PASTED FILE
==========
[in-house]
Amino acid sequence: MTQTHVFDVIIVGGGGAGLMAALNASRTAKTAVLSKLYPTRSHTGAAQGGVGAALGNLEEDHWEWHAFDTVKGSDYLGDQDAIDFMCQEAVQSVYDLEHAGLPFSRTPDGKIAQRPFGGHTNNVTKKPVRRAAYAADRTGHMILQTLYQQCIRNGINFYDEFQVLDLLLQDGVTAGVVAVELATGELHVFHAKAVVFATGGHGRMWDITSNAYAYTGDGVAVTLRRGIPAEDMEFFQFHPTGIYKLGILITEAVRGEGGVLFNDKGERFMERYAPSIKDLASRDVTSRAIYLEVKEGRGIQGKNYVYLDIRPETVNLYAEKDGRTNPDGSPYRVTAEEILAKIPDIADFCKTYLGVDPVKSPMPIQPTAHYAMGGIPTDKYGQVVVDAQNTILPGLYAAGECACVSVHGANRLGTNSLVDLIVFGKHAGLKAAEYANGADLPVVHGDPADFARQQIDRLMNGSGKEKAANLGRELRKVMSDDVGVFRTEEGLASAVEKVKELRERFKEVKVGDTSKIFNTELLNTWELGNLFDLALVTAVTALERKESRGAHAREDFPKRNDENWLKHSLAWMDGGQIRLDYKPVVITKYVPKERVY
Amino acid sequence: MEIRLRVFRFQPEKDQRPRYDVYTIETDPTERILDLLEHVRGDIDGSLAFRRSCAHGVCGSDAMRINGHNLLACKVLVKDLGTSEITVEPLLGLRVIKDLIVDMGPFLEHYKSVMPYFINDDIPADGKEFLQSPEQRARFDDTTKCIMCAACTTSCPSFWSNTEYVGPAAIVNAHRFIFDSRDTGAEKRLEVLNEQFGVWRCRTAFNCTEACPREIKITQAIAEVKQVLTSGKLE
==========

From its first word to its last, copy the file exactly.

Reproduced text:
[in-house]
Amino acid sequence: MTQTHVFDVIIVGGGGAGLMAALNASRTAKTAVLSKLYPTRSHTGAAQGGVGAALGNLEEDHWEWHAFDTVKGSDYLGDQDAIDFMCQEAVQSVYDLEHAGLPFSRTPDGKIAQRPFGGHTNNVTKKPVRRAAYAADRTGHMILQTLYQQCIRNGINFYDEFQVLDLLLQDGVTAGVVAVELATGELHVFHAKAVVFATGGHGRMWDITSNAYAYTGDGVAVTLRRGIPAEDMEFFQFHPTGIYKLGILITEAVRGEGGVLFNDKGERFMERYAPSIKDLASRDVTSRAIYLEVKEGRGIQGKNYVYLDIRPETVNLYAEKDGRTNPDGSPYRVTAEEILAKIPDIADFCKTYLGVDPVKSPMPIQPTAHYAMGGIPTDKYGQVVVDAQNTILPGLYAAGECACVSVHGANRLGTNSLVDLIVFGKHAGLKAAEYANGADLPVVHGDPADFARQQIDRLMNGSGKEKAANLGRELRKVMSDDVGVFRTEEGLASAVEKVKELRERFKEVKVGDTSKIFNTELLNTWELGNLFDLALVTAVTALERKESRGAHAREDFPKRNDENWLKHSLAWMDGGQIRLDYKPVVITKYVPKERVY
Amino acid sequence: MEIRLRVFRFQPEKDQRPRYDVYTIETDPTERILDLLEHVRGDIDGSLAFRRSCAHGVCGSDAMRINGHNLLACKVLVKDLGTSEITVEPLLGLRVIKDLIVDMGPFLEHYKSVMPYFINDDIPADGKEFLQSPEQRARFDDTTKCIMCAACTTSCPSFWSNTEYVGPAAIVNAHRFIFDSRDTGAEKRLEVLNEQFGVWRCRTAFNCTEACPREIKITQAIAEVKQVLTSGKLE